Exam technique marks: 3 things you must do

Ashim Kumar holds your hand and walks you through the tricky Strategic Business Leader exam

Let’s get down to the nitty-gritty – to pass this test you have know how to analyse questions, and also avoid the common mistakes that students frequently make.
The ACCA has produced enormous amounts of material to support candidates for the SBL examination. They answer pretty much any question that you could have; from explaining professional skills to examiner guidance and feedback. Despite this, fewer than half of all candidates pass the SBL exam!

At the time of writing, we have access to two sets of results; September and December 2018.

Their pass rates were 45% and 48% respectively. I do not expect these figures to change dramatically over time; just look at the pass rates of other subjects for indicators of this.
How do we make sure that you are on the right side of that statistic?

There are many elements to ensuring success in this exam, which I will divide under the headings of ‘technical’ and ‘technique’. As you might imagine, ‘technical’ means a thorough understanding of the syllabus. This is necessary but not sufficient to pass the exam; the missing piece is to get the technique right.

Typically, a student who has scored in the mid-late 40s fails to achieve the magic 50% due to ineffective technique, not because they don’t know the syllabus.

So what technique should we apply?

There are many aspects to consider here, including time discipline, question analysis and, planning and structure of answer, among others.
Additionally, candidates need to understand how to demonstrate the Professional Skills required, which carry 20% of the total marks.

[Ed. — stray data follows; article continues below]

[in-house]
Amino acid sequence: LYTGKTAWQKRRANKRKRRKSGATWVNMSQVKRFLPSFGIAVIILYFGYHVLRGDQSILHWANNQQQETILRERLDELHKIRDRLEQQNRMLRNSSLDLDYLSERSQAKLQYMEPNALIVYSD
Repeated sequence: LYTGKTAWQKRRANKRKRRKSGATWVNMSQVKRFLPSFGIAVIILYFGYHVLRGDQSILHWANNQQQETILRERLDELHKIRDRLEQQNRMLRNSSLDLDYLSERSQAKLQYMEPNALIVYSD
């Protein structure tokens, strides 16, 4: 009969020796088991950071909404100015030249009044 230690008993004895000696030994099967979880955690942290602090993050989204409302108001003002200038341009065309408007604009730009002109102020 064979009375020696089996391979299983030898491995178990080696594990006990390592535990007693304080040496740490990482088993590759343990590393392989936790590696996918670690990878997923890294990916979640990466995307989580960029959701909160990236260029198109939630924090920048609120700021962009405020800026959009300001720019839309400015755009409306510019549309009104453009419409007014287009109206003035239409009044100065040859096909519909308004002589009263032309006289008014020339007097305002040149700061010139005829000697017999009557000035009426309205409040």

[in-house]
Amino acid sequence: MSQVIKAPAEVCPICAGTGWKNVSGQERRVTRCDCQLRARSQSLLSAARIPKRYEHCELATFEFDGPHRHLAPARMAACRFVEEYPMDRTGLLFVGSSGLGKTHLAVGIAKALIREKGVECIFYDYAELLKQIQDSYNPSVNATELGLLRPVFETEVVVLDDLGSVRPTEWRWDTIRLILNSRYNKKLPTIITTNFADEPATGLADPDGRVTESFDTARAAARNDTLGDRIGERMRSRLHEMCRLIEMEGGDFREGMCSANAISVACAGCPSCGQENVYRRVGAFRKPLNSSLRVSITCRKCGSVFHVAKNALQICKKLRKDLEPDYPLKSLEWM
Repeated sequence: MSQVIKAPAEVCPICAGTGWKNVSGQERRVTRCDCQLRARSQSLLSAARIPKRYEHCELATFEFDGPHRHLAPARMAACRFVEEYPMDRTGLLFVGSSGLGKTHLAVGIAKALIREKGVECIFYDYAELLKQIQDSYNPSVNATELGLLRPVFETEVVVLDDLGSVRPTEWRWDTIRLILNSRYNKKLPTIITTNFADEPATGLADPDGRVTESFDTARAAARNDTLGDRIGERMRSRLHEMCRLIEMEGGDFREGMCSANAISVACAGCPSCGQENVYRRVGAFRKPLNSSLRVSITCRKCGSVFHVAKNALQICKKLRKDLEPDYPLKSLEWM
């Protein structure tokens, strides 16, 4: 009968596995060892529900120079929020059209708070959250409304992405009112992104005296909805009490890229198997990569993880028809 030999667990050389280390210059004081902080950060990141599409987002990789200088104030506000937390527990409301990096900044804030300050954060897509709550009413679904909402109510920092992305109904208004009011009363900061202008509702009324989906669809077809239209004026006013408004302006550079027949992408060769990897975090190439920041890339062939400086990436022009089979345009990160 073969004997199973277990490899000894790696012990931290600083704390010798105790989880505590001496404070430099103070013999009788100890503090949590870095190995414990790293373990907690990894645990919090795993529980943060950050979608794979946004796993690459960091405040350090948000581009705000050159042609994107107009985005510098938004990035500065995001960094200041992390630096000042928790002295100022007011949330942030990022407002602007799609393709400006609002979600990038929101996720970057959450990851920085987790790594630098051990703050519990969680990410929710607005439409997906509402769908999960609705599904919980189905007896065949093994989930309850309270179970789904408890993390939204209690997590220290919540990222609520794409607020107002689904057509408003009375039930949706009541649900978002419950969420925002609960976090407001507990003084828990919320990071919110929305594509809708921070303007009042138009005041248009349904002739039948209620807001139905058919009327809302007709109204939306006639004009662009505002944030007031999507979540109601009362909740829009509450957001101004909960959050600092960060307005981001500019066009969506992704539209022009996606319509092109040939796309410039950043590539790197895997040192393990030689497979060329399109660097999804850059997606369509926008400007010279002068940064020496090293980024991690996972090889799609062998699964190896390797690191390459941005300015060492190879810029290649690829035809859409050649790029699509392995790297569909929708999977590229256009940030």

In this article, we have space to address only one key technique; that of how to use the mark allocation as a tool to maximise your performance. Examiners use the mark allocation to communicate three things:

  1. The depth required in your answer: as a rule of thumb I recommend that my students work on the basis of two marks per point made.

This is not a definitive rule and will vary between questions; however, in the absence of a detailed marking guide in the exam it is a reasonable assumption to make. To earn those marks; candidates are expected to:
• Make the point.
• Explain the point.
• Answer the ‘so what?’ question.
A lot of knowledgeable students do the first two and ignore the third. At most, these students will earn one of the two marks available for that point.
What is the ‘so what?’ question about? This is really about your mindset in the exam. The ACCA’s intention is to place candidates in a ‘live’ situation. That is, to demonstrate what they would say or do when faced with this challenge in the real world. The SBL is not an academic test of knowledge.
So, after explaining the point you have made, it is vital to explain the implications of that point to the audience to whom you are addressing your answer.

Illustration: December 2018 exam

An organisation with a strong culture of the fair and ethical treatment of its employees is considering buying a company (in another country) that has not demonstrated similar values in its operations.
As a result, the acquiring company is facing accusations that it will maximise profits by continuing to exploit employees in the target company, thereby acting in a way contrary to its stated principles.
The candidate is asked to produce a press release to address this accusation.
One possible approach to answering this question follows:
• The point: We are a company which has deeply rooted values on the fair and ethical treatment of all employees.